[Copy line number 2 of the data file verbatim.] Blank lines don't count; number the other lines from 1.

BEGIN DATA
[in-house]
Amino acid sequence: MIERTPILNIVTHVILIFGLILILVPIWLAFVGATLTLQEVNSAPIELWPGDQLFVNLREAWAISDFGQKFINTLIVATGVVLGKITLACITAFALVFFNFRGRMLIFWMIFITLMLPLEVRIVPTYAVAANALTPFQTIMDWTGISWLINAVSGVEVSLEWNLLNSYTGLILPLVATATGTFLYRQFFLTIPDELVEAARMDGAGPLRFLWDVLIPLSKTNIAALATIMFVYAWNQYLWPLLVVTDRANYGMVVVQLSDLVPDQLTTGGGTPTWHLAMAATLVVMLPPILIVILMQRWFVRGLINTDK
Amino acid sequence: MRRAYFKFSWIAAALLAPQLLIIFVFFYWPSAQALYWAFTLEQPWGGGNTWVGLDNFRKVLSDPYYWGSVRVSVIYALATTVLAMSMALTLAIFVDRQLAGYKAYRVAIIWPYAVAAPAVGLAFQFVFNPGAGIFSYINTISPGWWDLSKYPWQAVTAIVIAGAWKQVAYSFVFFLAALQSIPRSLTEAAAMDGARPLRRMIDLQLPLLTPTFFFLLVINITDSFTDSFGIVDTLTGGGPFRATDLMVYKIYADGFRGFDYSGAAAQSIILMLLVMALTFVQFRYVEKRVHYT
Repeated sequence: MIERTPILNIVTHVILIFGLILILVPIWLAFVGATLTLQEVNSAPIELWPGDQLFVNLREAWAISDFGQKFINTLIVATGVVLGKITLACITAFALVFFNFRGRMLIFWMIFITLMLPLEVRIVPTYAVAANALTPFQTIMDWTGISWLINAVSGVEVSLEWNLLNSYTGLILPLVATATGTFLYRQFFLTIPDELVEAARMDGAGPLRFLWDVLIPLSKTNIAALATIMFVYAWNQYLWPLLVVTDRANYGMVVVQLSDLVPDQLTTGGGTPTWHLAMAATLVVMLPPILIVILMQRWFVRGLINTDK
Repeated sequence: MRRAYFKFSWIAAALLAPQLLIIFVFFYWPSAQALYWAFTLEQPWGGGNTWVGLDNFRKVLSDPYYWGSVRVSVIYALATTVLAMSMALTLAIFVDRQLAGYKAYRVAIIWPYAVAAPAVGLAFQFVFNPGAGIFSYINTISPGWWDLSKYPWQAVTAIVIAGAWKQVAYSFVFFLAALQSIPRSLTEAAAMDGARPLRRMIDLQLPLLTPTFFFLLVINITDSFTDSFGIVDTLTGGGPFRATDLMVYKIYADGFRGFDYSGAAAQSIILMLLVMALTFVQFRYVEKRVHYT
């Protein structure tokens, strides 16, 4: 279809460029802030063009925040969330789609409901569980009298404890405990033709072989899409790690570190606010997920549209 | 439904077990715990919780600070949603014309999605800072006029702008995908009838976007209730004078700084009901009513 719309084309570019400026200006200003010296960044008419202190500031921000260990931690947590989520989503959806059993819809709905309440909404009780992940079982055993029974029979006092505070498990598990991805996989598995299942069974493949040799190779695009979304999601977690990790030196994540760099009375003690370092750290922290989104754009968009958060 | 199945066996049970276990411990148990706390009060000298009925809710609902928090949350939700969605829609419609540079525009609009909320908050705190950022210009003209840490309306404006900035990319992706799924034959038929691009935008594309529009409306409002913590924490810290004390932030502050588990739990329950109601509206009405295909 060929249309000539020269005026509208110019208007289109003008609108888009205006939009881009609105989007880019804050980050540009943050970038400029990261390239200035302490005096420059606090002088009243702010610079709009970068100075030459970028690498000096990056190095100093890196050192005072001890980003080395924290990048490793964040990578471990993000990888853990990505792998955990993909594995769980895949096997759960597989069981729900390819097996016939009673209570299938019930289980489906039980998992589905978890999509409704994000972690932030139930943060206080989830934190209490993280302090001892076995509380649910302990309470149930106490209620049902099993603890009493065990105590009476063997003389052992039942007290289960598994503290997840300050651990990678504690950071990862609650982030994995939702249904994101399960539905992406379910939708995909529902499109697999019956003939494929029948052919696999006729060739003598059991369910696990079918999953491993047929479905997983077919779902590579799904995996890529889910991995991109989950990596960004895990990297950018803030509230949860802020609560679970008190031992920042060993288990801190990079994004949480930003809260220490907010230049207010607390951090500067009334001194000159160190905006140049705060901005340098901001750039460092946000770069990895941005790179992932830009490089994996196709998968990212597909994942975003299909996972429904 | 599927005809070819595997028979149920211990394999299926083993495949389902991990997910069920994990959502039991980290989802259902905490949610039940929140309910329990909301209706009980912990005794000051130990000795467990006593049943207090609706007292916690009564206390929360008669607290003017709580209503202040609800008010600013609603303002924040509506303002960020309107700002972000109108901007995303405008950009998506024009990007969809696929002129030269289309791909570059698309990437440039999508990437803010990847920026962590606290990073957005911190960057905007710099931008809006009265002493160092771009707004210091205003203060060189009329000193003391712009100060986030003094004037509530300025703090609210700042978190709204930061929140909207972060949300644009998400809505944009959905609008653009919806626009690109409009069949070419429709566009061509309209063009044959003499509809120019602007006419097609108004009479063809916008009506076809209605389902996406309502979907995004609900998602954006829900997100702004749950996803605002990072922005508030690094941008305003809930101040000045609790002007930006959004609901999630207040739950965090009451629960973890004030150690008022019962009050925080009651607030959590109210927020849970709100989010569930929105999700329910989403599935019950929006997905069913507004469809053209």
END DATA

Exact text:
Amino acid sequence: MIERTPILNIVTHVILIFGLILILVPIWLAFVGATLTLQEVNSAPIELWPGDQLFVNLREAWAISDFGQKFINTLIVATGVVLGKITLACITAFALVFFNFRGRMLIFWMIFITLMLPLEVRIVPTYAVAANALTPFQTIMDWTGISWLINAVSGVEVSLEWNLLNSYTGLILPLVATATGTFLYRQFFLTIPDELVEAARMDGAGPLRFLWDVLIPLSKTNIAALATIMFVYAWNQYLWPLLVVTDRANYGMVVVQLSDLVPDQLTTGGGTPTWHLAMAATLVVMLPPILIVILMQRWFVRGLINTDK